• “Tichleh shanah u’birchateha” – May you end this year with its blessings
  • “Have an easy and meaningful fast”

Many people simply say “Good Yuntif” which means have a good holy day. The most popular greeting is “G’mar chatima tova” which expresses the hope that person will be sealed in the Book of Life for a good year ahead.

What do you wish someone on Yom Kippur?

It is traditional to wish someone the following on Yom Kippur:

  • “G’mar chatima tova” – May you be inscribed for a good year
  • “Tzom kal” – Have an easy fast
  • “Moadim l’simcha” – Happy holiday season
  • “Tichleh shanah u’birchateha” – May you end this year with its blessings
  • “Have a meaningful Yom Kippur”

Additional wishes include:

  • “Wishing you peace, health and happiness in the year ahead”
  • “May you be sealed in the Book of Life for a good new year”
  • “Hope you have an uplifting and soulful fast”
  • “Reflect deeply and be inscribed for a sweet new year”

The most important thing is to sincerely wish them an easy fast, soul-searching, forgiveness, and blessings in the coming year.

What are some Yom Kippur blessings and their meanings?

Here are some common Yom Kippur blessings and their meanings:

Blessing Meaning
G’mar chatima tova May you be sealed in the Book of Life for a good year
Tzom kal Have an easy fast
Tichleh shanah u’birchateha May you end this year along with its blessings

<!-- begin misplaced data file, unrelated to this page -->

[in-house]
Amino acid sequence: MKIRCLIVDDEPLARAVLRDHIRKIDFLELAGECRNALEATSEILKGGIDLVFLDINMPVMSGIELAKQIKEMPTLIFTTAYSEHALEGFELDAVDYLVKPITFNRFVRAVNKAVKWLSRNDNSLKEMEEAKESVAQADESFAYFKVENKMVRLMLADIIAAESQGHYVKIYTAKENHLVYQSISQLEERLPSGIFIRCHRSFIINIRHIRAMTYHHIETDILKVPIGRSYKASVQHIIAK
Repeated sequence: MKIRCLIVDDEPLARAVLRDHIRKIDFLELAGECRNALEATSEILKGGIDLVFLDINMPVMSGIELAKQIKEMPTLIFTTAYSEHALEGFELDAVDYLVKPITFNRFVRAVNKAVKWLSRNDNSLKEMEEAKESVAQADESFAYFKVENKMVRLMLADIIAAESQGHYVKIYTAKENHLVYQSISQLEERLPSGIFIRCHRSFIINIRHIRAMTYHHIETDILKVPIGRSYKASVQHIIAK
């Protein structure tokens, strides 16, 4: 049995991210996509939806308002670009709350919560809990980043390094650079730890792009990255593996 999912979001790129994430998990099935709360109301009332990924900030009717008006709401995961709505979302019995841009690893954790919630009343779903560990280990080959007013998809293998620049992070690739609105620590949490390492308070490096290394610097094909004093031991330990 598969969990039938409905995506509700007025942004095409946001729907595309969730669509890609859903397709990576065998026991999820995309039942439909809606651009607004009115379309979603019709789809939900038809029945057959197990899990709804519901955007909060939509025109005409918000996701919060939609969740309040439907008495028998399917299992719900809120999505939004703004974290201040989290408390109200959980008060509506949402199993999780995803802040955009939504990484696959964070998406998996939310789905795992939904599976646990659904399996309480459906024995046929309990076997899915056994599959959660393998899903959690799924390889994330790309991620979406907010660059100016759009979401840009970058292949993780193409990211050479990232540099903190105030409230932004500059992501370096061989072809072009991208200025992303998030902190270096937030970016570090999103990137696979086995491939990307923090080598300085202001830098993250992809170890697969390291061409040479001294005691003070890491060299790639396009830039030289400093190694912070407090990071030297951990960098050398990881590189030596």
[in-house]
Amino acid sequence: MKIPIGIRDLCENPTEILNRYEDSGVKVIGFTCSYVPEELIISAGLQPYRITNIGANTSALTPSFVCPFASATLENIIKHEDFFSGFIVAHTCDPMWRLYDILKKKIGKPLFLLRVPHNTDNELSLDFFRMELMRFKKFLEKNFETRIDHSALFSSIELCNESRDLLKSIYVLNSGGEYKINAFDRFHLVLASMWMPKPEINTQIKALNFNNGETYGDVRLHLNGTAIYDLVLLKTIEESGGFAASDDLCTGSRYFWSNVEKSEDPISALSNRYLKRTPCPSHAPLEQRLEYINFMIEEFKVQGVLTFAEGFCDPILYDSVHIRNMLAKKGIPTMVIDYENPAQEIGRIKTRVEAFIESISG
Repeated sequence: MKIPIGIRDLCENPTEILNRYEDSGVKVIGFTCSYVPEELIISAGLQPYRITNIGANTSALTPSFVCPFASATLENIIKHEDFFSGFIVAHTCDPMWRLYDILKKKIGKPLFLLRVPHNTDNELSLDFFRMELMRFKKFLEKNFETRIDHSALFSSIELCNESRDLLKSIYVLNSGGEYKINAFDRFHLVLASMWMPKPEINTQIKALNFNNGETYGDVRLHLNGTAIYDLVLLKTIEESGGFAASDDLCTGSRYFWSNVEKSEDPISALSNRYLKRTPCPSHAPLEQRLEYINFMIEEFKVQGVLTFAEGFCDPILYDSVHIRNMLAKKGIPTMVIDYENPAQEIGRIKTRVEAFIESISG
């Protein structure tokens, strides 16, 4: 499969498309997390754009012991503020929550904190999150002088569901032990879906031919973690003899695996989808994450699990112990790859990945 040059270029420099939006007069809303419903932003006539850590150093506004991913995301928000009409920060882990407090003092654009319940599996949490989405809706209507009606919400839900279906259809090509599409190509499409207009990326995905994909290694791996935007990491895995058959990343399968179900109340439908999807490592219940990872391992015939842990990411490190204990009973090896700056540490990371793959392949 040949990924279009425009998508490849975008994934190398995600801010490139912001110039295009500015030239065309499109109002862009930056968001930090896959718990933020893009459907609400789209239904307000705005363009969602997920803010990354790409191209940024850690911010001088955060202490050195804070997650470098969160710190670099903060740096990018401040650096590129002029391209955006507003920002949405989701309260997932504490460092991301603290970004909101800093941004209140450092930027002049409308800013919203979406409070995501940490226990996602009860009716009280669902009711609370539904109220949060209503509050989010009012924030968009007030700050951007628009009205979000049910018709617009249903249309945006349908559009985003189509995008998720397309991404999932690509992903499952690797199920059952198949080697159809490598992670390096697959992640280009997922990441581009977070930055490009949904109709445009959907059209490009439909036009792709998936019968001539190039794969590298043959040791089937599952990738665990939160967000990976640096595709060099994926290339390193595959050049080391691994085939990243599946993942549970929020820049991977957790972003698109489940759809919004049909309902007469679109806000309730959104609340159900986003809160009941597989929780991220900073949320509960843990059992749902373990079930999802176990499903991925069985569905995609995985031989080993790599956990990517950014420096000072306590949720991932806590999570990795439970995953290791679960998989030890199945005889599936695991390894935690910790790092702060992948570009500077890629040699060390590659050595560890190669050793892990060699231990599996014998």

Tizku leshanim rabot May you merit many more years
Moadim l’simcha Happy holiday season

These blessings wish for atonement, a good new year, an easy fast, and a sweet new start in the year ahead.

What do you say when someone wishes you an easy fast?

When someone wishes you an “easy fast” or “tzom kal” on Yom Kippur, appropriate responses include:

  • “Thank you, same to you”
  • “Appreciate it, you as well”
  • “Thanks, hope you have an meaningful fast too”
  • “That’s kind of you to say, wishing you an easy fast too”
  • “Have an easy fast as well”

You can also simply respond by wishing them the same in return:

  • “Tzom kal”
  • “You too, tzom kal”
  • “Same to you, tzom kal”

The important thing is to thank them and reciprocate the good wishes before or during the fast. It demonstrates your appreciation for their kindness and thoughtfulness.


Yom Kippur is marked by a 25-hour abstention from any food or drink as well as other physical pleasures. Even basic necessities like water are forbidden on the solemn holiday in order to focus completely on repentance and spiritual growth. While children, the elderly, pregnant women and the ill are excused from fasting, observing the restrictions poses a meaningful challenge for healthy adults. As the holiest day on the Jewish calendar, Yom Kippur is a time to reflect sincerely, pray for forgiveness, and resolve to improve oneself in the year ahead.